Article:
In Season of Migration to the North, I was particularly interested in delving into what roles women play into Mustafa’s life. Throughout the novel we receive pieces of information on Mustafa’s relationships, but everything seems to come together once the narrator examines his locked room. In most of his relationships, Mustafa plays with the idea of being a savage, wild African man as a way to seduce the white woman. This tactic works as a means to reverse roles of colonizer versus colonized, master versus slave. Yet, the only one who doesn’t seem to fall for Mustafa’s tricks is Jean Morris. She physically destroys all the props that he uses in his false facade with women (the vase, Arabic manuscript and prayer rug). In this way, she strips him of his false identity and yet the only material object that was meaningful was the prayer rug, only because Mrs.Robinson gave it to him. Jean has control because she doesn’t look at him as a black man, but as a man. The fact that she is able to see beneath what the other women were blind to enables her to really destroy him. Her power over Mustafa makes him so angry that he is able to murder her; yet in a way Jean is also the cause of his destruction. This is especially explained when Mustafa says, “She was my destiny and in her lay my destruction, yet for me the whole world was not worth a mustard seed in comparison. I was the invader who had come from the South, and this was the icy battlefield from which I would not make a safe return” (132). Throughout his life, he has kept her memory alive through the narrator and the locked room which holds her picture. While most of the English women he seduces are Mustafa’s victims, isn’t he really a victim to Jean? Furthermore, the narrator names Mustafa’s wife Hosna another victim; he states, “for after all those victims he crowned his life with yet another one, Hosna Bint Mahmoud, the only woman I have ever loved” (117). What does it mean for Hosna to be a part of the group of white victims? And can the narrator really love her?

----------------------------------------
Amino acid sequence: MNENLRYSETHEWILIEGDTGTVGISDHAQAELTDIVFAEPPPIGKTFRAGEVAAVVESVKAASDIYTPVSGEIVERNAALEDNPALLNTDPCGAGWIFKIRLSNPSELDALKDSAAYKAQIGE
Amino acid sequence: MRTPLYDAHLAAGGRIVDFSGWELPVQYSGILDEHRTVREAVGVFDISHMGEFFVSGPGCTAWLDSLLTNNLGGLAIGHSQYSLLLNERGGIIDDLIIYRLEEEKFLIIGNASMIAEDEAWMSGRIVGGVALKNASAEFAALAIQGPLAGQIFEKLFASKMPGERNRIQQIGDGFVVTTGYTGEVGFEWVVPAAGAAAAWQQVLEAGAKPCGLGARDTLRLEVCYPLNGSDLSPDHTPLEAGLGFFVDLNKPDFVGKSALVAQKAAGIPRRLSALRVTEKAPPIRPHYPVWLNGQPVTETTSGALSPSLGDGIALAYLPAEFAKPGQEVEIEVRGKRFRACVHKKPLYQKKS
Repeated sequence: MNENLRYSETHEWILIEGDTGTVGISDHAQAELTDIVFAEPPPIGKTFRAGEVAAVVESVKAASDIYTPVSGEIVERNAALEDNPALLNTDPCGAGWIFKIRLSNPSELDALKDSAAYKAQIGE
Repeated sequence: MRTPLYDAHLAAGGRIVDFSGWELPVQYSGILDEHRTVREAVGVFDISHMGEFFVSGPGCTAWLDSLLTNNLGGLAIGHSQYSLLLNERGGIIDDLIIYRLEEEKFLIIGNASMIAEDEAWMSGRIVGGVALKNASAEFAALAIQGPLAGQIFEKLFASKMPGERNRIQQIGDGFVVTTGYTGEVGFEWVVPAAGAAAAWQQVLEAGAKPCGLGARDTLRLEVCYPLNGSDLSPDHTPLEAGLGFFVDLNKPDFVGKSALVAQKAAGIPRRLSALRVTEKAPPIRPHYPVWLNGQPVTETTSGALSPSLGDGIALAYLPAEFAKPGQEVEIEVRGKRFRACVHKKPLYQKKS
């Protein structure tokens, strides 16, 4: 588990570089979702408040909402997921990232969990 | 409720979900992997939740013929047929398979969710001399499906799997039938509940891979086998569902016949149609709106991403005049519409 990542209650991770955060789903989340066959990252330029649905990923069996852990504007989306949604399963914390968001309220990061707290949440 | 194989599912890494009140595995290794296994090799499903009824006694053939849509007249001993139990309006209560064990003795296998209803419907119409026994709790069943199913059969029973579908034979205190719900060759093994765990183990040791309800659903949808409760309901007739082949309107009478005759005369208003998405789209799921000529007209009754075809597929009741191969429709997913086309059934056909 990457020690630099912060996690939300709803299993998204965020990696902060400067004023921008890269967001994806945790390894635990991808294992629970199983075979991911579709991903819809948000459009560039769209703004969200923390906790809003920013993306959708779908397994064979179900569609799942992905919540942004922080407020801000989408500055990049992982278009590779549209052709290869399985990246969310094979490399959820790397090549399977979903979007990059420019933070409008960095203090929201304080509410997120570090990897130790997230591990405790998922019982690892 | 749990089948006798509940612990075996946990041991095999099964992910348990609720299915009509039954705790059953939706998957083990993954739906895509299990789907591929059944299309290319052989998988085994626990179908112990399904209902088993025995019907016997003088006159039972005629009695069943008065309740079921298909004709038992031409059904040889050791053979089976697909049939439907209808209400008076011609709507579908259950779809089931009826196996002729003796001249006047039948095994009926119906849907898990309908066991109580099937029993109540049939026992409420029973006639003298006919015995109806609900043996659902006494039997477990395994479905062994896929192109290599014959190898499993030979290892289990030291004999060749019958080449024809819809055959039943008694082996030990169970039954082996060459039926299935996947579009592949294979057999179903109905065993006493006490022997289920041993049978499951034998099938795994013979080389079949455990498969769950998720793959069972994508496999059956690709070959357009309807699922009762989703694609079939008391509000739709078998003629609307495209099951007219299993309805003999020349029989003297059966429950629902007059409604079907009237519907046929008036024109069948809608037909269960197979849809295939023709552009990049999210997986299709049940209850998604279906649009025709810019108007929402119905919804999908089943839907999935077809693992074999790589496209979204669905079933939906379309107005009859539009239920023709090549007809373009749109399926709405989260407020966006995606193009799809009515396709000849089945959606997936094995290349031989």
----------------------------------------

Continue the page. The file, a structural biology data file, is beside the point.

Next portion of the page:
Additionally, I wanted to discuss the ending. The narrator swimming out to sea most obviously mirrors Mustafa’s suicide, but it is also very similar to Chopin’s The Awakening. In Chopin’s novel, the main character commits suicide by drowning because that is her only means of freedom. The narrator seems at first to consider this but then realizes that there is more to live for and that he can choose to be free of Mustafa. While the narrator realizes he has a choice, does Mustafa not recognize his own ability to choose or be free in any other way?
“However painful it may be for me to accept this conclusion, I am obliged to state it: For the black man there is only one destiny. And it is white” (Fanon 10).